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Old 09-18-2018, 04:25 PM
 
Location: Ohio
17,998 posts, read 13,238,246 times
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Quote:
Originally Posted by Quietude View Post
But solutions based on population reduction are so long-term as to be off the table of economic consideration. Yes, the discussion needs to be held. Yes, the goal needs to get some traction. But we have to survive that 100-150 years for it to have any use or meaning.
Population reduction reduces out-put.

Without all those Africans working in sub-Saharan Africa, you wouldn't have any coffee, tea, chocolate, sugar or metals and non-metallic minerals, not to mention various oils.

Population is not an issue, because as emerging- and developing-States enter the 2nd Level Economy, there is a fundamental shift in Society.

Children are no longer needed to work.

The initial transition into the 2nd Level Economy only requires some elementary school education, but to progress beyond that requires an increasingly educated work-force.

Soon, you need people with some high school, instead of a few years of elementary school, and then you need high school graduates, and then you need high school graduates educated at trade and technical schools, and then at universities.

The simple act of education delays both marriage and child-bearing, resulting in a decrease in the birth-rate.

The transition from the 1st Level Economy into the 2nd Level, and through the transition into the 3rd Level Economy results in wages generally doubling about every 10 years.

That, in conjunction with increased availability of consumer goods produced domestically or imported through trade generates Affluence.

As a Society becomes more Affluent, the focus shifts from family, and providing for it, to the individual, and the achievement of personal and professional goals.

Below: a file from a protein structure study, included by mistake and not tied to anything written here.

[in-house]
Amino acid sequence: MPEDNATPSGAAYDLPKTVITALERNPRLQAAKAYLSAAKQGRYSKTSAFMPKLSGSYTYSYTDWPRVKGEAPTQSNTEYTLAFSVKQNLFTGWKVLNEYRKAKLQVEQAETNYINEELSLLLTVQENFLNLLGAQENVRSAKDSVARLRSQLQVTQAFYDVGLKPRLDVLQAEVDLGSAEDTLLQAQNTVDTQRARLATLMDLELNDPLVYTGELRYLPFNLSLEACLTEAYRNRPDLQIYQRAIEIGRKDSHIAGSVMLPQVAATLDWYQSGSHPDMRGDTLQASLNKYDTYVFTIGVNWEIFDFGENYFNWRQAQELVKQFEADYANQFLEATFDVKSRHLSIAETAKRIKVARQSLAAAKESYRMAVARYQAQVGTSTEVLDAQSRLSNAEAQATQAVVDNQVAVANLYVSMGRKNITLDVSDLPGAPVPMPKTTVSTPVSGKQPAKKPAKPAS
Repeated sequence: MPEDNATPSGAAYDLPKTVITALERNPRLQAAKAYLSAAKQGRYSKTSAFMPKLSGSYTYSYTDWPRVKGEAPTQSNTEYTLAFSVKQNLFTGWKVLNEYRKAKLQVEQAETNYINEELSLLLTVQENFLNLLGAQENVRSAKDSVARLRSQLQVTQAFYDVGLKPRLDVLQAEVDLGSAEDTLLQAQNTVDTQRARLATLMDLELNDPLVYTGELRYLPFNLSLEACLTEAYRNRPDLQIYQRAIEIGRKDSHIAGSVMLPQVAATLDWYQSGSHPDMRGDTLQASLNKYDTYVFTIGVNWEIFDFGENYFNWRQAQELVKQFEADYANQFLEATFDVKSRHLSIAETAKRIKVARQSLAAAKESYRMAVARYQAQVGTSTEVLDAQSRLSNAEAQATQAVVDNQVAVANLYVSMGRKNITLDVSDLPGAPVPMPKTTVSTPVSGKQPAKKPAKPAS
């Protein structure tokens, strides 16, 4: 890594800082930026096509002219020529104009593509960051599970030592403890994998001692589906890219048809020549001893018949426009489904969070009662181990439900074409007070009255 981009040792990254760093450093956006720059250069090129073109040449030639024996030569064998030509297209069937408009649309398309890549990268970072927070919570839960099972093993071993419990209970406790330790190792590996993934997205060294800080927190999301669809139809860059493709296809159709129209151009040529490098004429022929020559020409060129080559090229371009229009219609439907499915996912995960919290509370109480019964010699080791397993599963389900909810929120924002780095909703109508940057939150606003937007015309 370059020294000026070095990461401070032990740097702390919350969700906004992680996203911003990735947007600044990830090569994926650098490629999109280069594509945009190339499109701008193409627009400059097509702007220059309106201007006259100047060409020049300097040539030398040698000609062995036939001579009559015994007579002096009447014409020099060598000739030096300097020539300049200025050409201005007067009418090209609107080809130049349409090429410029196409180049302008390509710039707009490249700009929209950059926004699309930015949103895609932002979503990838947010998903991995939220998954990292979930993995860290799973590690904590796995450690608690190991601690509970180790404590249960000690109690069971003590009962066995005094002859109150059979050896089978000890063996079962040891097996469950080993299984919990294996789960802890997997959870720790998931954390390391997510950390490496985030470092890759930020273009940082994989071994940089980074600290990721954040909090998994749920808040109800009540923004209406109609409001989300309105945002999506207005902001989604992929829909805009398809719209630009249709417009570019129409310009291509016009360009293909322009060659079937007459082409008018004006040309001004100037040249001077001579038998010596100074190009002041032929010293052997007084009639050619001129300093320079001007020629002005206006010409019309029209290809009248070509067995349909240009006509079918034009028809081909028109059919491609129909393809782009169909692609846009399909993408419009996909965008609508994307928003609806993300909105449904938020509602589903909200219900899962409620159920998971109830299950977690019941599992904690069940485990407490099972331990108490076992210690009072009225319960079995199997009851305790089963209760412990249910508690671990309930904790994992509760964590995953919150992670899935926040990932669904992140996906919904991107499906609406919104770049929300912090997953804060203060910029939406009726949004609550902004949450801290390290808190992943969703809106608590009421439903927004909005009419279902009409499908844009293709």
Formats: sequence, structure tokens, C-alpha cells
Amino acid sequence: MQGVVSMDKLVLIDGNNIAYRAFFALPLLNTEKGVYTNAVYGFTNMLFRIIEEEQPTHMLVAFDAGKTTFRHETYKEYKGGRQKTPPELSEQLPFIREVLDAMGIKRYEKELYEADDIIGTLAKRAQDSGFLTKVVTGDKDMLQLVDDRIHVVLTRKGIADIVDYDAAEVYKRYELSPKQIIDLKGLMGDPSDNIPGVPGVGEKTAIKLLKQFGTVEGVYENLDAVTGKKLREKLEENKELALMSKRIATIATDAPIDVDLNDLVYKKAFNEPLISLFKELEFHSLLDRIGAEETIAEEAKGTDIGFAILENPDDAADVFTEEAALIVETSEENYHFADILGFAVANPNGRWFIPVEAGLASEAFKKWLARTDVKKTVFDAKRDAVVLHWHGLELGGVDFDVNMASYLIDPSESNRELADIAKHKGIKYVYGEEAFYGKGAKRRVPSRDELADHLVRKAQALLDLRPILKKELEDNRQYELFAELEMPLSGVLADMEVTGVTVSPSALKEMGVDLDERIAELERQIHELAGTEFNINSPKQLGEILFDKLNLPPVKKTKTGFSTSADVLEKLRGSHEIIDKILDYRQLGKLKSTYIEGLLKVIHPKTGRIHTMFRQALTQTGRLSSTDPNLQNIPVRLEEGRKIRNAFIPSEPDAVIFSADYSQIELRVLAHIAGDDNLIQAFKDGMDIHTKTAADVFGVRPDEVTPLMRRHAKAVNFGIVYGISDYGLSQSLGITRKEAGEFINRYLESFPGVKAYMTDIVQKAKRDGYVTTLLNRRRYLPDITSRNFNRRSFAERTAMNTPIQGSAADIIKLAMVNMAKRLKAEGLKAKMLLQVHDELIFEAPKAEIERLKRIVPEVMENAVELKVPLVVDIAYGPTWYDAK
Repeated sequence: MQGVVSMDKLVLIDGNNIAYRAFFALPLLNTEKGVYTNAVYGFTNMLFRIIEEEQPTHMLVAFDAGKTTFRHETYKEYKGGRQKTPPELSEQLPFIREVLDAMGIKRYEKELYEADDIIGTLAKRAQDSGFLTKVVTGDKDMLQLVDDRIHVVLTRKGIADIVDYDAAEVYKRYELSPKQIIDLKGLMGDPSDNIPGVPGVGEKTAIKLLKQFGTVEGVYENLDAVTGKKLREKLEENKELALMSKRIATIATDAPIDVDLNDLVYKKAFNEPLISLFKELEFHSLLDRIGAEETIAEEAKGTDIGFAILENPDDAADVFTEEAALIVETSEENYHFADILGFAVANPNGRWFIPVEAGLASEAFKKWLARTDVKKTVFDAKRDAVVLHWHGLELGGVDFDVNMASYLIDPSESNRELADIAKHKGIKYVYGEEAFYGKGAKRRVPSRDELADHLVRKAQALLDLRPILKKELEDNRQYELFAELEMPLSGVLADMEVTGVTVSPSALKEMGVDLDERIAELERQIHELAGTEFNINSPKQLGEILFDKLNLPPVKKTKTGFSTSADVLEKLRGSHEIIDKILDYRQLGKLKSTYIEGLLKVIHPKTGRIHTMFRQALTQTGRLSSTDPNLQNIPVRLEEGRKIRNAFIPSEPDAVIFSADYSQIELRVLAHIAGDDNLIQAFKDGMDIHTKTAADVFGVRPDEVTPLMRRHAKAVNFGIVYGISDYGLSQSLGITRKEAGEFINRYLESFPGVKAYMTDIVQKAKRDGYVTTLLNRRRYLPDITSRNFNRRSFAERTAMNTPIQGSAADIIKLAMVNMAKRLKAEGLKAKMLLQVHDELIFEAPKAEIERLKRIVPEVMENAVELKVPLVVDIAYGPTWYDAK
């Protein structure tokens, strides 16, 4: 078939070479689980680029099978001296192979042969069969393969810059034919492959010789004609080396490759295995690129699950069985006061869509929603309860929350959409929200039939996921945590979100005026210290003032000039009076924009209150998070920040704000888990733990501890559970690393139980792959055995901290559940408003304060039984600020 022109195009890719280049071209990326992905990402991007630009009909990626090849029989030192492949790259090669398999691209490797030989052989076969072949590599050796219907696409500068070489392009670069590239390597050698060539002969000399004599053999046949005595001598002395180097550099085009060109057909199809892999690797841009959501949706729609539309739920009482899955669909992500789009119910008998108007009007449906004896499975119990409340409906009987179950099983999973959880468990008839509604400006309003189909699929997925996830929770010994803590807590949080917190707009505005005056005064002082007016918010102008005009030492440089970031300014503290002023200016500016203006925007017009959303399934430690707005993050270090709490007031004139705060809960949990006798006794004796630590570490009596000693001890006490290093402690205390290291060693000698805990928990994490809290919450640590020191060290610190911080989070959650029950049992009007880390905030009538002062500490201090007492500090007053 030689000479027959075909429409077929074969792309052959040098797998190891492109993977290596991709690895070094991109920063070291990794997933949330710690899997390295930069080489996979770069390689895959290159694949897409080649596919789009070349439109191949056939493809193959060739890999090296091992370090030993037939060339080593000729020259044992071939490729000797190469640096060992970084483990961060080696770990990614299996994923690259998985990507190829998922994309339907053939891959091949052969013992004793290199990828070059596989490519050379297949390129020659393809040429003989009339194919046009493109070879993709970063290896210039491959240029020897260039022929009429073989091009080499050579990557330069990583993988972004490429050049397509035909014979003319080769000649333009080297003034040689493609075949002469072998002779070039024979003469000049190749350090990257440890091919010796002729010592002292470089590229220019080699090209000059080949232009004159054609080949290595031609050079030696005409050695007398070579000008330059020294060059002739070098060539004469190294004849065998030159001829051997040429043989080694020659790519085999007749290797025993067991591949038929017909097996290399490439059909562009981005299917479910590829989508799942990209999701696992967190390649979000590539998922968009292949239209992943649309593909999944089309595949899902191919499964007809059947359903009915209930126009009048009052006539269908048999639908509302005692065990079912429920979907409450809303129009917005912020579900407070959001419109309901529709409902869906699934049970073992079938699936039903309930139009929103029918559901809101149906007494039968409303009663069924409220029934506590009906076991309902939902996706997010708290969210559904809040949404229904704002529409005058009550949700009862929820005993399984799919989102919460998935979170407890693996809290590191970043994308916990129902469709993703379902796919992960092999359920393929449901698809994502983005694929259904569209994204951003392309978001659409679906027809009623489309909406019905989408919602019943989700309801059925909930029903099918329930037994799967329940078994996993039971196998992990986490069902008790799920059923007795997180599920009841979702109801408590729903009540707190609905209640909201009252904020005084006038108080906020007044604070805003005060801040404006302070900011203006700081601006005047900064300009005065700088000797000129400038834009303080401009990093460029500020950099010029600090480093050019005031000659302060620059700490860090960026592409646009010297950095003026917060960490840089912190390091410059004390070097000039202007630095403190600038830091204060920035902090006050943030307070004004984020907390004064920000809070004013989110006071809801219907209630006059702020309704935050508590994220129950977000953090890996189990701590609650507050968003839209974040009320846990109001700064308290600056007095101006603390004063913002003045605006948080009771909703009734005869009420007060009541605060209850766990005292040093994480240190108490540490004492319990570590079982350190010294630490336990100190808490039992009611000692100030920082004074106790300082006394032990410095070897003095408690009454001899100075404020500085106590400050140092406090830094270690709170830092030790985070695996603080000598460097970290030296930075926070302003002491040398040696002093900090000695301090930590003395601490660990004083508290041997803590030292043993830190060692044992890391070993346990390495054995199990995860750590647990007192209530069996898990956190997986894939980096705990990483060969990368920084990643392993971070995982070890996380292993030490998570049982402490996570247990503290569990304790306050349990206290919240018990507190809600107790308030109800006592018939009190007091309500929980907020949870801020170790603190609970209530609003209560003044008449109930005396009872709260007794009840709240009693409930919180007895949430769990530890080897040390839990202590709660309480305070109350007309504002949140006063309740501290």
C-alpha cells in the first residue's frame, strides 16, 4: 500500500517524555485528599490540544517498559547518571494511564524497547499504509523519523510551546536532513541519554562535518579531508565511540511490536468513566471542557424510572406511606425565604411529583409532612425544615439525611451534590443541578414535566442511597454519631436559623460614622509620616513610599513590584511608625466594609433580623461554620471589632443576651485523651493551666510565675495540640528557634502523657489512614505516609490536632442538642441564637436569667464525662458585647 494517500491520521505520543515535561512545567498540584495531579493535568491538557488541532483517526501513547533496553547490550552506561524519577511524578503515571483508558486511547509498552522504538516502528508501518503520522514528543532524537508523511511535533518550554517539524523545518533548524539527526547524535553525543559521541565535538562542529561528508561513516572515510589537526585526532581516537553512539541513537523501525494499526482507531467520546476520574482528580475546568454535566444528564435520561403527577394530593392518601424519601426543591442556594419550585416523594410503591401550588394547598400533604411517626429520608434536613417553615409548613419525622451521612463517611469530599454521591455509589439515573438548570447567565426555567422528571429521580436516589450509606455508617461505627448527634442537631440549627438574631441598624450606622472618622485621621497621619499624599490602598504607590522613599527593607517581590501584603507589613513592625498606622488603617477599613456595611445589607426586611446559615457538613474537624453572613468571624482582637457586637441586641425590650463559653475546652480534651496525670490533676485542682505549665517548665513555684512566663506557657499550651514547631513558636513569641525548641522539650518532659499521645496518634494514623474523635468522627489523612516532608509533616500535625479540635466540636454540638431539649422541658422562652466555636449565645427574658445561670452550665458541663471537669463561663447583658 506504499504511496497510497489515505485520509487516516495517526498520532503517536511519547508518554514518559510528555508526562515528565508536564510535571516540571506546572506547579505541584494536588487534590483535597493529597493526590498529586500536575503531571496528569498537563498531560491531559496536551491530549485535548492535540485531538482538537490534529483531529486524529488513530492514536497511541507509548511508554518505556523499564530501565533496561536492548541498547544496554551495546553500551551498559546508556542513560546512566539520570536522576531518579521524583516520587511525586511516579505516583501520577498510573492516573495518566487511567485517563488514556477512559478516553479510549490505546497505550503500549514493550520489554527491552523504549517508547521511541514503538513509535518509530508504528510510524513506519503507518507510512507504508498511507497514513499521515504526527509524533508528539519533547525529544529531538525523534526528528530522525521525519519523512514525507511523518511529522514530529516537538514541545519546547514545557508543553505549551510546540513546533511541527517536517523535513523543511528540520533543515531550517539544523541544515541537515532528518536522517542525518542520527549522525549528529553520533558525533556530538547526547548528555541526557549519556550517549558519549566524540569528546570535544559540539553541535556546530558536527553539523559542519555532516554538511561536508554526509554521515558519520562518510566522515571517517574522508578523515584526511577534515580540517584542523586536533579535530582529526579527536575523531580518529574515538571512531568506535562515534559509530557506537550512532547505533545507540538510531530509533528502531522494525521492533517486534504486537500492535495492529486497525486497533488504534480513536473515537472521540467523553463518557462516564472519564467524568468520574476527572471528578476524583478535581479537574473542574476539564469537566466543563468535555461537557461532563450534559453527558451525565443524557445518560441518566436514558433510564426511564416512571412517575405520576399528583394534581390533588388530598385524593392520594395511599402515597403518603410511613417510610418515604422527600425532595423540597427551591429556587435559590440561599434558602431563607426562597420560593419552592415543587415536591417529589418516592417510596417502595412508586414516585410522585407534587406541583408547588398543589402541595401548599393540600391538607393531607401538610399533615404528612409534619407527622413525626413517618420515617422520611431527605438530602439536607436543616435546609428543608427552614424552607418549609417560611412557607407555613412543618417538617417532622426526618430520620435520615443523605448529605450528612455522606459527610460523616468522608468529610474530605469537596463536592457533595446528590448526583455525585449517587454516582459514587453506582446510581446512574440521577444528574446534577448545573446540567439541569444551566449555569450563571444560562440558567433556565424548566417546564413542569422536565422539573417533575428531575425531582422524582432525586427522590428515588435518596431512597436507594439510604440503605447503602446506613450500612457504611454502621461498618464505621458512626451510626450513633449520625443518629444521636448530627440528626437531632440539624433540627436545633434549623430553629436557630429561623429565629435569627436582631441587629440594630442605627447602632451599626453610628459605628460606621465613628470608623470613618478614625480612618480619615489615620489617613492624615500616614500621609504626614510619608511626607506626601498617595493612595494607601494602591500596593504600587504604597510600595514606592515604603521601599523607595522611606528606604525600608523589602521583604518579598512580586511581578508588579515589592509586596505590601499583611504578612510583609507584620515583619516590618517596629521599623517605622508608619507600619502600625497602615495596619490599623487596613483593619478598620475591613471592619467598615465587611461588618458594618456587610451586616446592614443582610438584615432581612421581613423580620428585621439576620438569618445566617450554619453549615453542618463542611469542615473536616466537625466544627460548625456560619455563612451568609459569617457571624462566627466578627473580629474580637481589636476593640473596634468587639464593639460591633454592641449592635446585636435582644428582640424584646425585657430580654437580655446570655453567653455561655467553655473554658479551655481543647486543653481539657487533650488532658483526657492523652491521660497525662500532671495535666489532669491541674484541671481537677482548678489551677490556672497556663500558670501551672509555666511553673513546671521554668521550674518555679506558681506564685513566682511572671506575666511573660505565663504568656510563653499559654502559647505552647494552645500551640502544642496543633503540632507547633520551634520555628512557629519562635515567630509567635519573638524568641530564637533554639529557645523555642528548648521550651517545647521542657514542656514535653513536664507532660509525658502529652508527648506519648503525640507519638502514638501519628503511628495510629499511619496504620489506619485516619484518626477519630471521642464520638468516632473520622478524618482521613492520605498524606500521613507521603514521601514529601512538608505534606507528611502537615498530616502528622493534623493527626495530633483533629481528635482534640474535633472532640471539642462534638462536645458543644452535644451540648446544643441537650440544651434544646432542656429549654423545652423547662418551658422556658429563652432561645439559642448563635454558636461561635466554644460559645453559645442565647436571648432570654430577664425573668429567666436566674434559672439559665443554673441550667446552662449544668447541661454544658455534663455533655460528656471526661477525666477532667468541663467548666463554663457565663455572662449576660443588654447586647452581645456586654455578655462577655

The result is an incredibly low birth-rate to even a negative birth-rate.

Most foreign States should reach that point by the end of this Century, and global population will peak, and then flat-line or actually decline, but in no way is population a problem.

Quote:
Originally Posted by Hemlock140 View Post
With all of the manufacturing that has gone to China, factories here have closed up.
And freed up Labor to be used in other more important endeavors.

Really, producing plastic kitchen utensils is beneath your dignity.

Quote:
Originally Posted by 6oo9 View Post
Some say they have to be paid $45/hour to work, because rent has gone up.
They can move, just like Homo Erectus and Homo Habilis were smart enough to do.
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Old 09-18-2018, 05:36 PM
 
Location: Aurora Denveralis
2,980 posts, read 1,012,279 times
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Quote:
Originally Posted by Mircea View Post
Population reduction reduces out-put.
Only in Econ 101 models with microscopic populations.*

Most of the world population does not contribute meaningfully to global GNP.



* Using long-outdated models of productivity and profit. Adjust all that blather to the real world condition of an expanding population and a continuing net reduction of life-supporting jobs, and it becomes nonsense.